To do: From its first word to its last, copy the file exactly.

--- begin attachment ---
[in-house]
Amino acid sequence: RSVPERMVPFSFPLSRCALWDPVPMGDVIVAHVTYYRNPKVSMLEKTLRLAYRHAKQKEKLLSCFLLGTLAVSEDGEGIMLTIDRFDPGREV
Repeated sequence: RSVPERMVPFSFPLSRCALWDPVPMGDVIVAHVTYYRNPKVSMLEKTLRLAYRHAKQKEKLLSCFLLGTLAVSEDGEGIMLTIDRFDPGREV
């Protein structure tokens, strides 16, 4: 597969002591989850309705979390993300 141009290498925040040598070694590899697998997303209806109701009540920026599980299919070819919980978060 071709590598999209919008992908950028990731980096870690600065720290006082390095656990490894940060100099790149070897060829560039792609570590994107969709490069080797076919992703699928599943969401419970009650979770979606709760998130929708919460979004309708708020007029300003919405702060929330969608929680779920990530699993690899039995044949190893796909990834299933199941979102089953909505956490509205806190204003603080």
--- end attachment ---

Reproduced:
[in-house]
Amino acid sequence: RSVPERMVPFSFPLSRCALWDPVPMGDVIVAHVTYYRNPKVSMLEKTLRLAYRHAKQKEKLLSCFLLGTLAVSEDGEGIMLTIDRFDPGREV
Repeated sequence: RSVPERMVPFSFPLSRCALWDPVPMGDVIVAHVTYYRNPKVSMLEKTLRLAYRHAKQKEKLLSCFLLGTLAVSEDGEGIMLTIDRFDPGREV
């Protein structure tokens, strides 16, 4: 597969002591989850309705979390993300 141009290498925040040598070694590899697998997303209806109701009540920026599980299919070819919980978060 071709590598999209919008992908950028990731980096870690600065720290006082390095656990490894940060100099790149070897060829560039792609570590994107969709490069080797076919992703699928599943969401419970009650979770979606709760998130929708919460979004309708708020007029300003919405702060929330969608929680779920990530699993690899039995044949190893796909990834299933199941979102089953909505956490509205806190204003603080």